Fast CGI Upload Error

[stextbox id=”warning”]mod_fcgid: HTTP request length 16779013 (so far) exceeds MaxRequestLen (16777216), referer[/stextbox]

Getting an error on a plesk server witht he site running fastcgi and the upload times out or you get an error:

mod_fcgid: HTTP request length 16779013 (so far) exceeds MaxRequestLen (16777216), referer:



The FcgidMaxRequestLen directive was changed from 1GB to 128KB in the mod_fcgid package, causing the limit to be triggered in many cases (source).


The issue has been fixed since version 10.4.4, patch version = “43.”
It is fixed by setting MaxRequestLen to 15MB.
Consider upgrading your Parallels Plesk Panel installation.


1. Change the value of MaxRequestLen in domainVirtualHost.php template.

Important: Do not change the default template. To introduce your changes to the configuration, copy the  /usr/local/psa/admin/conf/templates/default/domain/domainVirtualHost.php file to the /usr/local/psa/admin/conf/templates/custom/domain directory and then modify the copied file. See KB #115277 for more information.

2. Reconfigure domains:

/usr/local/psa/admin/bin/httpdmng --reconfigure-all

Install the Memcache PECL Extension

The easiest installation method for memcache is to use PECL’s ‘install’ command. This will grab the latest stable release, configure it with the default options, and add it to the server’s php.ini:

pecl install memcache

Un-installation is just as easy:

pecl uninstall memcache

Now add the extension so it will load

nano /etc/php.d/memcache.ini

Add the following

; Enable memcache extension module

Restart apache

service httpd restart

The quick install method for memcache uses the default configuration options and should serve most users’ purposes. However, if you need more control over the installation options, you can manually install from source and add it flags as you need.

1. Download the source package via PECL:

cd /usr/local/src/
pecl download memcache

2. Unpack the tar and enter into the newly extracted directory (be sure to replace the X’s with your downloaded version):

tar -xvzf memcache-X.X.X.tgz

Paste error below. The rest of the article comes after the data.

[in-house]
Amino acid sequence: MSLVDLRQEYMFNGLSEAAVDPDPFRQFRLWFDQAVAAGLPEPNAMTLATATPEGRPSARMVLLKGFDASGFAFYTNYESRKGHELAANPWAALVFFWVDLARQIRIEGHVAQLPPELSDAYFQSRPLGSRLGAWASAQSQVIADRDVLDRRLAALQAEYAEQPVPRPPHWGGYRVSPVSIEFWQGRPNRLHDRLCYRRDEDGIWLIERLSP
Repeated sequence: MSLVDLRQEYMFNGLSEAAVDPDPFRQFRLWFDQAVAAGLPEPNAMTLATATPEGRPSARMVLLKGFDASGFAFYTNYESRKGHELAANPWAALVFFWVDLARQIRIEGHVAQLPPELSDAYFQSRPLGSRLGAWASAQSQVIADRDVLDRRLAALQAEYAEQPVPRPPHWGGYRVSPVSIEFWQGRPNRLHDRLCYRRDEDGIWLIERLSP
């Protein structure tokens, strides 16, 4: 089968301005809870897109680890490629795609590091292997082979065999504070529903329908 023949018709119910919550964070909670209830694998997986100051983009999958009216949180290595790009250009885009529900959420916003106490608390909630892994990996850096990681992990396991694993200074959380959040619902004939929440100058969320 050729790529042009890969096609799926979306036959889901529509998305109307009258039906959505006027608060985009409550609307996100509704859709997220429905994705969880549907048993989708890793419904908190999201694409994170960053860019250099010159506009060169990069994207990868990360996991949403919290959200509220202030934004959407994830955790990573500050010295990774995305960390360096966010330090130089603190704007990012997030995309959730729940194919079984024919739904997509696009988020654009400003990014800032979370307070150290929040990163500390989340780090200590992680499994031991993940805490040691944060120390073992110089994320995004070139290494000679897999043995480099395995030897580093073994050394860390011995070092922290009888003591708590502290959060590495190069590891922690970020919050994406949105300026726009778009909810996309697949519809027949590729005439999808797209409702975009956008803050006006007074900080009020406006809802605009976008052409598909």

cd memcache-X.X.X

3. Configure and install:

./configure –with-php-config=/usr/local/bin/php-config

Note: If you are working on a server with cPanel, keep in mind that cPanel itself installs two versions of php:


For that reason you have to know which version your web server is actually using. Most of the time it is /usr/local/bin/php. It can get very confusing and can be different from server to server. If you are a ServInt customer, don’t hesistate to fill out a support ticket if you have any questions.

4. Verify the install:

Verify the installation by displaying all the installed PHP modules. See if memcache is listed:

php -m
Problems with manual installation

The “make install” should load the module into your server’s extension directory automatically. However, if you do not see memcache listed in a “php -m”, you will need to add the module manually.

1. First, verify the location of your server’s extensions directory:

grep extension_dir /usr/local/lib/php.ini

It should return something similar to the following:

extension_dir = “/usr/local/lib/php/extensions/no-debug-non-zts-20060613″

2. Next, copy the memcache module into that directory (be sure to replace the path with the one found on your server):

cp modules/ /usr/local/lib/php/extensions/no-debug-non-zts-20060613

3. Finally, add the module to your php.ini:

echo ‘’ >> /usr/local/lib/php.ini
Final Thoughts

It used to be a common issue that the quick ‘install’ method could not be used for servers where the /tmp partition was mounted “noexec”. The problem was that the “configure” process could not execute because the PECL client downloaded the module into in /tmp. When /tmp is mounted “noexec”, servers cannot execute scripts from /tmp.

Install Memcached


Memcached is a general-purpose, free and open-source distributed memory caching system. It is one of the most popular caching tools and is used in such popular sites as YouTube, Reddit, Zynga, Facebook, and Twitter. If you also run dynamic, database-driven sites, Memcached may reduce resource consumption and speed up page delivery on your server as well.

Installing Memcached (daemon)

The quickest and easiest method is to install Memcached via Yum on the command line of your server.

1. Grab the RPM that matches your OS:

CentOS 6 (64 bit):

su -c ‘rpm -Uvh’

CentOS 6 (32 bit):

su -c ‘rpm -Uvh’

CentOS 5 (64 bit):

su -c ‘rpm -Uvh’

CentOS 5 (32 bit):

su -c ‘rpm -Uvh’

2. Install it with Yum:

yum install memcached

3. Start the memcached service:

/etc/init.d/memcached start

4. Configure the memcached service to start when the server boots:

chkconfig memcached on

5. Finally, disable the RPM so that it is not used for future Yum functions:

perl -pi -e “s/enabled=1/enabled=0/g;” /etc/yum.repos.d/epel.repo

ProFTP – Fatal: error processing configuration file ‘/etc/proftpd.conf’


telnet 216.55.131.xx 21
Trying 216.55.131.xx…
Connected to (